Wilder, Plant, Haney – WIN … Results

By Tom Donelson / Member Boxing Writers Association of America (BWAA) … Contributor to http://www.dmboxing.com with integrity and expertise since 2008

Deontay Wilder lost his second fight in the hard-fought Fury trilogy one year ago and his opponent Robert Helenius who is coming off two straight knockout wins over Adam Kowacki. For Wilder this was a must win if he wanted to be considered a heavyweight contender and the Fury trilogy was a brutal trilogy in which both men pounded each other . Wilder came in the fight as the favorite and he was in top ten shape weighing 215 and his opponent weighed 253.

On the same card, Caleb Plant faced Anthony Dirrell in a battle of two former super Middleweight champions and Plant was coming off a loss to Saul Canelo Alvarez.

Caleb Plant began the first round aggressively and looked the quicker of the two in the first round and the second round, Plant jab connected early and Dirrell looked measured and cautious . Plant jab snap Dirrell head and when Dirrell landed a nasty shot right back. Plant mixed body shots and shots to the head as he won round two.

Dirrell open the third with a good right hand while Plant rips a pair of right to the body. Dirrell hits a good shot to the body and a counter. Dirrell also clinched and provided some rough maneuver. Close round as Dirrell won the round but Plant could have won the round on the judges’ scorecard .

Referee warns Dirrell of his rough tactics and Plant put good combinations but when he overextended, he got nailed. As the fourth round progressed Plant is lunging more and Dirrell is using his experience to make it harder for Plant to land. Starting the fifth round, Plant’s jab stunned Dirrell and forced him to retreat . Plant’s speed allowed him to start the action, but Dirrell slowly adjusted. After the fifth round, I had the fight 49-46.

In round six, Dirrell allowed Plant to come into counter, but Plant landed hooks to the head and body. He connected on the most punches and Plant had a 59-55 lead at the halfway part of the fight. Plants begin the seventh round with a snappy left jab and Dirrell is landing punches fewer than even in the early rounds . Dirrell engages in rough tactics and is warned by the referee the second time. Plant gets Dirrell to the rope. Another round for Plant, 69-64.

Plant showed excellent defense and while he lowered his work rate, Dirrell is hardly throwing punches. The round ended as Plant landed a combination while Dirrell tried to return fire but missed. A combination by Plant ended the round.

Dirrell came out in the ninth round and Dirrell landed a big shot and forced to Plant to retreat. Dirrell has Plant backing up and shooting shots on the inside before out of now where, Plant lands a left hook that sent Dirrell down. This sent Dirrell down and out. Plant has put himself back in the Super Middleweight discussion.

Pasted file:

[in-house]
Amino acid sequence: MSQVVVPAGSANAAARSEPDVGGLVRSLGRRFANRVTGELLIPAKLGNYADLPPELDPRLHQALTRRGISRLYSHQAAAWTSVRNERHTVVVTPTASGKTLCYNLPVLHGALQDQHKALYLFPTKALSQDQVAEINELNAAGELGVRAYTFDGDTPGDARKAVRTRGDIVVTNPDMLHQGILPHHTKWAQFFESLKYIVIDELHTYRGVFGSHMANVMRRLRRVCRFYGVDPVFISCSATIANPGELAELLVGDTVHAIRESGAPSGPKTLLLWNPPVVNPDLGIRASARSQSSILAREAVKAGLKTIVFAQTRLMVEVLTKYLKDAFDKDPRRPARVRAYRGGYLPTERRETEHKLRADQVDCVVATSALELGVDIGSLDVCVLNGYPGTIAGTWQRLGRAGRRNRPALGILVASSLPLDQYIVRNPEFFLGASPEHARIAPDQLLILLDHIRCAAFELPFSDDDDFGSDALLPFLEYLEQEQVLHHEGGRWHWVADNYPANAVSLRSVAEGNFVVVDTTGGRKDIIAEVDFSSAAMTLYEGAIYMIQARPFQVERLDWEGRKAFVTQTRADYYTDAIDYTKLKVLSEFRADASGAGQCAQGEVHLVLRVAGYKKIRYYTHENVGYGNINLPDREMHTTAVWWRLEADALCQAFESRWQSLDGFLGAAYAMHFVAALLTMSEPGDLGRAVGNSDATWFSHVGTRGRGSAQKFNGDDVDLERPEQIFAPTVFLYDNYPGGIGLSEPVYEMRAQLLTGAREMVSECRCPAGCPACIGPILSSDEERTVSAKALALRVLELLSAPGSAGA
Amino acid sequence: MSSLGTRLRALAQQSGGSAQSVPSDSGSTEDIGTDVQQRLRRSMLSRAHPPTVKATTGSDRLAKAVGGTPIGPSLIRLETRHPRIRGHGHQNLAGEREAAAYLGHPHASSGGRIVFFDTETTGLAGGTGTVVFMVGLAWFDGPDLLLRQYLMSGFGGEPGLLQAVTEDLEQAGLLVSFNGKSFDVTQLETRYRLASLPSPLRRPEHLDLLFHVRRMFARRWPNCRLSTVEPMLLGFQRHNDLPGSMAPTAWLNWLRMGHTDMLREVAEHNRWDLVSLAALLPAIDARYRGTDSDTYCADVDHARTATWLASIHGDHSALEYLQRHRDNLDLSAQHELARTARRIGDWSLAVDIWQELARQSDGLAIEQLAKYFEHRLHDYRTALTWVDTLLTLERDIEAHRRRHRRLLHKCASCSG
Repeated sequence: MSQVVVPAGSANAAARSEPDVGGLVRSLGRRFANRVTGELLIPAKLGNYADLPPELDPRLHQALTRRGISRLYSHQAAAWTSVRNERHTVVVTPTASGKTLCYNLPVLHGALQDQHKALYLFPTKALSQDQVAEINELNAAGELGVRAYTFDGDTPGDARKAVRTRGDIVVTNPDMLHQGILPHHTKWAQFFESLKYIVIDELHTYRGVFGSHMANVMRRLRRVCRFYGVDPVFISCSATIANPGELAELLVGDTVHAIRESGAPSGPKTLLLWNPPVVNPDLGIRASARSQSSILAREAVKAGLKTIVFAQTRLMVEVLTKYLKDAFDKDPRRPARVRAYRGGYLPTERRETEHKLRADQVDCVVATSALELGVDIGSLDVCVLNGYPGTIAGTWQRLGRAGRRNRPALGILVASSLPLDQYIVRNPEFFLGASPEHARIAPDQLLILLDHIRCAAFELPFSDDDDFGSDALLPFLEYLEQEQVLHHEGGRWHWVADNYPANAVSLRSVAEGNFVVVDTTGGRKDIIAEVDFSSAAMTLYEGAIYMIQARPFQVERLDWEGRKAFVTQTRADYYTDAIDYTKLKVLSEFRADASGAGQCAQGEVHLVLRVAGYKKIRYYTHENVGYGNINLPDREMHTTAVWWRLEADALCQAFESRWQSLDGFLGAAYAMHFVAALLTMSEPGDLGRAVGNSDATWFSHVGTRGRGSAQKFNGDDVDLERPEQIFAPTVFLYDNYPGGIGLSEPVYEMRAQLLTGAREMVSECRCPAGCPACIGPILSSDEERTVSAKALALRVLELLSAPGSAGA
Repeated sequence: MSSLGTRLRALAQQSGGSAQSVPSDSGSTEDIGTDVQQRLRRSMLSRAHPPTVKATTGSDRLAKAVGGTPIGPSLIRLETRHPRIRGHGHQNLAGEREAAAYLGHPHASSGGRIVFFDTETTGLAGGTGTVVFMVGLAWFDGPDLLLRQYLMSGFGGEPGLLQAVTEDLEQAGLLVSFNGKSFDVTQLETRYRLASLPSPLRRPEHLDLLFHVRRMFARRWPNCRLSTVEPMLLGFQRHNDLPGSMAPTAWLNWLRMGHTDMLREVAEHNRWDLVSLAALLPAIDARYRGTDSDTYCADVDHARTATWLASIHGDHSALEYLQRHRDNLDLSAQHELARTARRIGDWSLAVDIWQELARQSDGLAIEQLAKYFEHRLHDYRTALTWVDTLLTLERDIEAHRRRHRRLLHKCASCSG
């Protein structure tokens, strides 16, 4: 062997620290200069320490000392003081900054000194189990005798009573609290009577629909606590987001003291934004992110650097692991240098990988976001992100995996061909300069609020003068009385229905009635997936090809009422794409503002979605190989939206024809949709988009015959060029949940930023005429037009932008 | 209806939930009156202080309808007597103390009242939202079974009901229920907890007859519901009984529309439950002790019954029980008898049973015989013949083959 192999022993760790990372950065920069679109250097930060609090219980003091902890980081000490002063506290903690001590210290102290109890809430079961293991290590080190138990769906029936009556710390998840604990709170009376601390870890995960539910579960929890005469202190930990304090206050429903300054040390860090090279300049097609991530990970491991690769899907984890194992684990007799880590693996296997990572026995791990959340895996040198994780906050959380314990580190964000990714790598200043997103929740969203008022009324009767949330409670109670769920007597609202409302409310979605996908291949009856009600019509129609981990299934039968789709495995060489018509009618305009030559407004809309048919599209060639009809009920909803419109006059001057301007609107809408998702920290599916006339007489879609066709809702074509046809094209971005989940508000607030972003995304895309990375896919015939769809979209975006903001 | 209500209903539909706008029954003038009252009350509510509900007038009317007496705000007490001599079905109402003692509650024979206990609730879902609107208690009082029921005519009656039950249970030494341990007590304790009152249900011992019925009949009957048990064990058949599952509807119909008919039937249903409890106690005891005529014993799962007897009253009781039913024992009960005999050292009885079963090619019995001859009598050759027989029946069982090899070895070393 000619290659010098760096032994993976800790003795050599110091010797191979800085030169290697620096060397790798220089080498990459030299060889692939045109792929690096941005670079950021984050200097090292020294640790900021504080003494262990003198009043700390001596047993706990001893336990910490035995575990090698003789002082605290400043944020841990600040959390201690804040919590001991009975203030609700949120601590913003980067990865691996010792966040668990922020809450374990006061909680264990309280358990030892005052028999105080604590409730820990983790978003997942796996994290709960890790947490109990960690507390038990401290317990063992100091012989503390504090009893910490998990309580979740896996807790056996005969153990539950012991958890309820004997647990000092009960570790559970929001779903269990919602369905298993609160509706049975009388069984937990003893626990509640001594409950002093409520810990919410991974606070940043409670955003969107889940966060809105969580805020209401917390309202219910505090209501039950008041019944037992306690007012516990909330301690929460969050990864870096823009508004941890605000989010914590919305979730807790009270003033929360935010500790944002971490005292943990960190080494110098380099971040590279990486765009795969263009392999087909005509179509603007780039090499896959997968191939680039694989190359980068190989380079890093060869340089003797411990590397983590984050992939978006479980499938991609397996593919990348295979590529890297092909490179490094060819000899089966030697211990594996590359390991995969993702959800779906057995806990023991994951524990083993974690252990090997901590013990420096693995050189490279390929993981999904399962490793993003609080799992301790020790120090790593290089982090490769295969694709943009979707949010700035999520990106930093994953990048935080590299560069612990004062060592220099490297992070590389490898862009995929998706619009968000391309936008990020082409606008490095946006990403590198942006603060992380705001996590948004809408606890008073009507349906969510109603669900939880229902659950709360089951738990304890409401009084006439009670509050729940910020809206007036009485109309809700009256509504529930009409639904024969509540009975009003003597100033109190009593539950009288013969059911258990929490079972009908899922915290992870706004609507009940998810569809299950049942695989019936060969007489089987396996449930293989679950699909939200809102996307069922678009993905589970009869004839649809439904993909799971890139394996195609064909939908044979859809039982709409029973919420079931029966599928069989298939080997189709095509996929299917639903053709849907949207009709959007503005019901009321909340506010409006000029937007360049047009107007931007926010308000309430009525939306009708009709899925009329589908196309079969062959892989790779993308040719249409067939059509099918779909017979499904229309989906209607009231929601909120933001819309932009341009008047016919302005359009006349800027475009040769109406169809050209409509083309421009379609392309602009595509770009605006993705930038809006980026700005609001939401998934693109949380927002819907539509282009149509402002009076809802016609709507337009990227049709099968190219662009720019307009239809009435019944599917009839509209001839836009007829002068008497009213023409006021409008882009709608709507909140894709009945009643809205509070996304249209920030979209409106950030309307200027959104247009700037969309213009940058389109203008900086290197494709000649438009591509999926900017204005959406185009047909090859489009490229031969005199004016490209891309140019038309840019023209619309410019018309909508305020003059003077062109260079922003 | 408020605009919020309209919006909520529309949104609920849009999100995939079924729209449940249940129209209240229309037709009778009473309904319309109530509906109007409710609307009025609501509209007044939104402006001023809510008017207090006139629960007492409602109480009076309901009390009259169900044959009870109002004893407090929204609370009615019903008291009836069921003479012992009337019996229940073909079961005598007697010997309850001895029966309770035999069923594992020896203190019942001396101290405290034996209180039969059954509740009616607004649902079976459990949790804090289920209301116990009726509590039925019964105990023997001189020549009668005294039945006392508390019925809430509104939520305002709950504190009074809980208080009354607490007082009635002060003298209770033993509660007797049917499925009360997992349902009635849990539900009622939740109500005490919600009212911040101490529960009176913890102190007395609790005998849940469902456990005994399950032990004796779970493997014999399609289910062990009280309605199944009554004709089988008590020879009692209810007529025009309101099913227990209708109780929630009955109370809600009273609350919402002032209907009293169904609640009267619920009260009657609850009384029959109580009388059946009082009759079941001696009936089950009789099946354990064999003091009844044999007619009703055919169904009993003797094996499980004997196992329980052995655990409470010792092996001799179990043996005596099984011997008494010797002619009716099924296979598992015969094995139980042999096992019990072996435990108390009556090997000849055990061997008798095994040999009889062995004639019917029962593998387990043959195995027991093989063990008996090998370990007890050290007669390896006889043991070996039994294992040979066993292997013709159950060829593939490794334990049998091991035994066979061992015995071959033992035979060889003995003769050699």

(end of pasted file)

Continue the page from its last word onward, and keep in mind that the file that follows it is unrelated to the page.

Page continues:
Deontay Wilder showed he still has the power. Helenius comes to the center of the ring as Wilder moved. Helenius cut off the ring and Wilder sent a wild right following Wilder jab, both that missed. Helenius did not land or throw anything of significant. He landed a body shot but no real effect. Helenius followed Wilder into the corner and as he stepped forward, he got nailed by a right that sends him down. He was out cold and Wilder won with a first-round knockout.

Wilder is back as a heavyweight contender and he reminded people why he is a threat, for he can end a fight with just one punch.

In the land down under, Devin Haney defended his undisputed WBO lightweight champion against George Kambosa, Jr. Haney put on a clinic as he landed 202 punches to seventy-six for Kambosa and was even more dominating in this fight than his first fight with Kambosa.  In his first fight, he landed 147 to Kambosa 100 to win a decision. This fight was no doubt from the second round as Haney simply dominated the fight with his boxing skills. In the tenth round he landed thirty-four punches to Kambosa one punch.  A right hand opens a cut over Kambosa’s left eye. If there is a weakness in Haney skills, he does not have a knockout punch as he landed rights consistently 

What was impressive that Haney was willing to travel to Australia for the rematch after winning the title in Australia. He was confident that he beat Kambosa a second time on Kambosa home turf. He was right, and it was easier this time.

Dayton Moore is over

Since 2006, Dayton Moore ran baseball operation for the Royals but now the era is over as Moore was fired.  There were two Moore eras, the first one that began when he was hired and culminated in the 2015 World Series and the second era in which Royals went from World Series champ to the cellar of the American League Central division.

Moore struck all the right moves in winning the 2015 World Series.    Key members of the pennant winning team came from the minors including Eric Hosmer, Mike Moustakas, Salvador Perez, Alex Gordon along with pitchers Yolando Ventura, Danny Duffy, and Greg Holland.  Others that came up through the minors to fill out key roles including Christian Colon, Jared Dyson, Kelvin Herrera, Luke Hochevar, and Brandon Finnegan. He made several great acquisitions including James Shields, Wade Davis, Kendry Morales, Alex Rio, Edinson Volquez, Johnny Cueto, and Ben Zobrist.  They all played key roles in getting Royal to the 2014 World Series and then winning the whole ball of wax.

From 2016, the decline began as Royals finished just .500 and then 80-82 in 2017.  Moore tried to give his core one more chance to win a title but instead, he set the stage for another dark age.  Unlike his previous tour, his moves proved disastrous including Luka Duda, Brandon Moss, Ryan Goins, Ian Kennedy, Chris Owings, and Brandon Maurer.  Maybe one trade that reflects this period was Wade Davis for Jorge Soler. Soler was considered a potential star in the future.  In 2019, he had his best season, batting .265 with 48 homers, a Royals record but for the most part, Soler never reached his potential.